THE theme for Carifesta XIV was connect, share and innovate, and there was a place for all artists at the festival. That is how John Arnold, project manager for Carifesta saw the ten-day arts festival which ran from August 16-25.
“I could see some of the connection and the sharing could take place... I observed from the trade booths, there were people who made connections in a big way. For example, in the Tobago booth there was a lady doing teas, vervine, herbs that people don’t really use on a commercial level, and she was offering cinnamon and orange peel. She had them dried and they had a shelf life for six months. I found myself buying over two packs. I spoke to her and said so many people were making contact and taking cards. This was a nice area they could relate to once Carifesta was over they would like to make contact.” For Arnold, every artist had a space at Carifesta. Particularly at the Elemental Series hosted at Big Black Box, Murray Street, Woodbrook, from Saturday to Thursday.
“The rock people, the rapso people, spoken word people, everybody had a place. That was purposefully done to take away the image that Carifesta was a folk-bogie, and it was only about folk and we were able to show that in the Caribbean people are doing a diverse set of things, and because you have excellence in so many areas we were able to highlight and showcase all of it.”
Now that Carifesta is over, and the baton has been passed to Antigua and Barbuda for Carifesta 2021, the TT Carifesta team will have six months to write a post-mortem on the event to hand over to Caricom.
“What we have to do now, and that exercise is already in planning, is start the reporting, going through the areas, looking at our model and how we planned it, how we implemented it, looking at all the areas on how we control all the artistic, logistic, which involves protocol, transport, movement of persons at the airport, dangers, container issues, that is what we are going to be doing.”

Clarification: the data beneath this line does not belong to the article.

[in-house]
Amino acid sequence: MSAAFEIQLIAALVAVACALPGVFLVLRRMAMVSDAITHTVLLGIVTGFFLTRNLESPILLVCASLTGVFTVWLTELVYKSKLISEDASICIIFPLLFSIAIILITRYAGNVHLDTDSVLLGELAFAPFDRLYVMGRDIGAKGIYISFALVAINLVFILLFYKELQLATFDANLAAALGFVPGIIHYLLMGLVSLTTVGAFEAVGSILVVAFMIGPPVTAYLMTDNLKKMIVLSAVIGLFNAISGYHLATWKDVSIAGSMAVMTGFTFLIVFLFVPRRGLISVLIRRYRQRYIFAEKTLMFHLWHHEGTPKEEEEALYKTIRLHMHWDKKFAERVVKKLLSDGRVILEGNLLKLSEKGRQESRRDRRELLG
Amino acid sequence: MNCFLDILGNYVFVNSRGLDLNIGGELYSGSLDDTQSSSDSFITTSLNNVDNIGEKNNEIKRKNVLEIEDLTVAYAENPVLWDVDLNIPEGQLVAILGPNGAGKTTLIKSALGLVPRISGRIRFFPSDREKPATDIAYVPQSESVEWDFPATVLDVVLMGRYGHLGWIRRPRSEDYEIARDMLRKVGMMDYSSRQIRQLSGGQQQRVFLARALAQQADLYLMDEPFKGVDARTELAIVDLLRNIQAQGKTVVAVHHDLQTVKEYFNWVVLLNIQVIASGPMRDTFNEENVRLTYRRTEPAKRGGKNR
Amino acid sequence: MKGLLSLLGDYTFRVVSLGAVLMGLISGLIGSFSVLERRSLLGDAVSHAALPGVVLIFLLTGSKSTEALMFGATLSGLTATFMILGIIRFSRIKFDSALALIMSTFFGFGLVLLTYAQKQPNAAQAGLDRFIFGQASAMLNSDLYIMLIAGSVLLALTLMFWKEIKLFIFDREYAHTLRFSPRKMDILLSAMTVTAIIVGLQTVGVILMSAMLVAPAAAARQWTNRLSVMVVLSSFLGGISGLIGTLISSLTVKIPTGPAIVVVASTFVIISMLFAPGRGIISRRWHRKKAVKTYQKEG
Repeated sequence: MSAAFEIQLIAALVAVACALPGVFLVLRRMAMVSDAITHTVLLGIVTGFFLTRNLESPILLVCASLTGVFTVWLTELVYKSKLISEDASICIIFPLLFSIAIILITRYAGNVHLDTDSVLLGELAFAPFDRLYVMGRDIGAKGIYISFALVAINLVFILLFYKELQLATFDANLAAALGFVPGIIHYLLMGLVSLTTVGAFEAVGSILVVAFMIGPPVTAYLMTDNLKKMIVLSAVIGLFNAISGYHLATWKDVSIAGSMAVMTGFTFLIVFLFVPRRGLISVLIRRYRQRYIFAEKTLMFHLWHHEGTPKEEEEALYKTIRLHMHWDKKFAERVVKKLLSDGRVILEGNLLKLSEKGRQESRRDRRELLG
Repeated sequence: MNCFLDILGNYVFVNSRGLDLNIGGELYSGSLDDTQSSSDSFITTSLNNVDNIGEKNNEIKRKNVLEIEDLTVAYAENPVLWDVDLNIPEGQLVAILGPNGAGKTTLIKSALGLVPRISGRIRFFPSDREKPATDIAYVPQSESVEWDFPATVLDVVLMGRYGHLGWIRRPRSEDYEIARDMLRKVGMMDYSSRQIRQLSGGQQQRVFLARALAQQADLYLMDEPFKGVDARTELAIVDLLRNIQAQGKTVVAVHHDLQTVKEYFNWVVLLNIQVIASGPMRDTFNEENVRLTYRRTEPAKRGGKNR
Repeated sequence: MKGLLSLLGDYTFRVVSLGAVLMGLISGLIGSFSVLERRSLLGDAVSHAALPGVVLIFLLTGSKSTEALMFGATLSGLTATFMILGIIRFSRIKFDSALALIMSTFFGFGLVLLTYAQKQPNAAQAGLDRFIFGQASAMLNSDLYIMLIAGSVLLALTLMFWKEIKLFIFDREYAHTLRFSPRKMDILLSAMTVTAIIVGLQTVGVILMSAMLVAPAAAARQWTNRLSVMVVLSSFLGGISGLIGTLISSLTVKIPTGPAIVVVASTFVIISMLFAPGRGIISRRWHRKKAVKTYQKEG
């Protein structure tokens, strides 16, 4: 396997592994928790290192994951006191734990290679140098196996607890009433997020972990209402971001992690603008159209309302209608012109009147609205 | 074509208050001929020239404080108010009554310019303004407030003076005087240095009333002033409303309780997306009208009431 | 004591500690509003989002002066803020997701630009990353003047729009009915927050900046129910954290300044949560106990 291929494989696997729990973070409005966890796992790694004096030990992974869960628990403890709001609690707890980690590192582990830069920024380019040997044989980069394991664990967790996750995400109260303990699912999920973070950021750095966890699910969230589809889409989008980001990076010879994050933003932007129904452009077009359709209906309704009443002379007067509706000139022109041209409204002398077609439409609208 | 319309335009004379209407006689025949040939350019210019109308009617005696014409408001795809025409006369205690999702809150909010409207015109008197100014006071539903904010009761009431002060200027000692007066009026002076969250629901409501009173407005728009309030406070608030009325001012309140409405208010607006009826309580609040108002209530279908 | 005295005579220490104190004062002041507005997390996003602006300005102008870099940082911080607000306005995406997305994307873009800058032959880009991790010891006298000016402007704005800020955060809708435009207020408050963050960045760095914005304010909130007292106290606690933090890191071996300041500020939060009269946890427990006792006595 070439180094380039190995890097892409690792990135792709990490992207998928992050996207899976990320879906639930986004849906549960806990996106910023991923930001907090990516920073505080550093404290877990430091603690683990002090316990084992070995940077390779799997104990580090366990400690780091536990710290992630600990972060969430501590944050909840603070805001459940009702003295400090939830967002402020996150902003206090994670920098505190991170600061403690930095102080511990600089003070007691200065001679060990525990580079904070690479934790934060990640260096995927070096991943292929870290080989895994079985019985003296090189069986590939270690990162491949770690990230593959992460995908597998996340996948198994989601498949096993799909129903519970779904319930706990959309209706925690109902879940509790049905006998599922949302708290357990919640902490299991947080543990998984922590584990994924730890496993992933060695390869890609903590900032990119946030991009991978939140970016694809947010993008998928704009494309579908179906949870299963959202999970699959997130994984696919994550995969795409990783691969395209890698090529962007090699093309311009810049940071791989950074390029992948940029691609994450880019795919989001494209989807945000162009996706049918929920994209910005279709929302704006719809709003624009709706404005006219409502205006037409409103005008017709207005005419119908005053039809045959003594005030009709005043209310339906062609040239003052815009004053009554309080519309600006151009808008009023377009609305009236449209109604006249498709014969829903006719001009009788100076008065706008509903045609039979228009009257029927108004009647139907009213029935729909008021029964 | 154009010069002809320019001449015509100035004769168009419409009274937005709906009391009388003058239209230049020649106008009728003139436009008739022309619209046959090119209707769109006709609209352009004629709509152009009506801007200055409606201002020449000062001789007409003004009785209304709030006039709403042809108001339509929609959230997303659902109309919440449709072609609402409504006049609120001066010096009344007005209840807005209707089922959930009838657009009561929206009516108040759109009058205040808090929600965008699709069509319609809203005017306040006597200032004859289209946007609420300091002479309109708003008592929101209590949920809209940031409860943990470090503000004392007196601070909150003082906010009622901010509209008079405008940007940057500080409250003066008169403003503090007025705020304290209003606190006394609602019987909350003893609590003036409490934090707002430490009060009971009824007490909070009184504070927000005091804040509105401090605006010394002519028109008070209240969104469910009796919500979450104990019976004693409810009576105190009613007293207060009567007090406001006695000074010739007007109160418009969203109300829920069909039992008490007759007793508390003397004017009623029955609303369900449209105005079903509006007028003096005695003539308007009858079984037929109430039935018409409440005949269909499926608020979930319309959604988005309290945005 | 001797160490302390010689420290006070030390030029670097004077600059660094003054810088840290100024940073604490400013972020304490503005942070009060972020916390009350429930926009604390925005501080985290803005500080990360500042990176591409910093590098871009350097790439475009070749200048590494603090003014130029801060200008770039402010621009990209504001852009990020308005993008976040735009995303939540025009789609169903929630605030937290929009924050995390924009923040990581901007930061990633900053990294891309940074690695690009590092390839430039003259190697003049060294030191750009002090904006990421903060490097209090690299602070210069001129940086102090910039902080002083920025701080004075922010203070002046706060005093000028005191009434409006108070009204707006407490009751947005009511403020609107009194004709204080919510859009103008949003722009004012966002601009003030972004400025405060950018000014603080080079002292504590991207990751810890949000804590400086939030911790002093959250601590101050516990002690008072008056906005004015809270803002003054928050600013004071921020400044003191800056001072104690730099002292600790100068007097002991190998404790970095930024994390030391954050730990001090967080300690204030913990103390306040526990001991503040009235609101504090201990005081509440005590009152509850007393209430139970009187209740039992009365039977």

The TT Carifesta team already started the reporting process during the festival, making necessary changes to plans as they came up.
Arnold said the bar was raised this Carifesta with high-quality performances and an engaging theme for the Grand Market. The Streets of the Caribbean, designed by Jamie Thomas was a Carifesta accomplishment Arnold is particularly proud of.
“Raising the level, the issue of the grand market has not changed, we came up with a concept of how the Grand Market should be – Streets of the Caribbean. Jamie Thomas conceptualised it, it was a wonderful idea. The aeroplane welcoming you and giving you an idea of where it is going, from Barbados, and where it is presently.
“I’ve been to several Carifestas: Suriname, St Kitts and Guyana, and they have all had a grand market. You can’t escape the fact that this grand market conceptually was a brand new approach. In looking at it, some whoever may have to look at do we go with a theme we have to create around the grand market, we have to lift the areas of fashions and trade and crafts and country booths.”
Arnold said personally, he wants Carifesta to market itself to an international audience.
“I think the festival has shown a maturity at this point that the international marketing of the festival would be necessary. That’s an area we had to work at on how we market it internationally, working with all the agencies that are doing marketing outside of all the destinations.”
He said now people have been calling for a similar Carifesta treatments to different events held annually at the Queen’s Park Savannah, Port of Spain.
“They are now clamouring calls for the same kind of approach for a Christmas City or a Carnival Village in the Queen’s Park Savannah. People are calling for quality in all kinds of areas....They are calling for well-produced shows and quality shows. That is what the public would like to see.”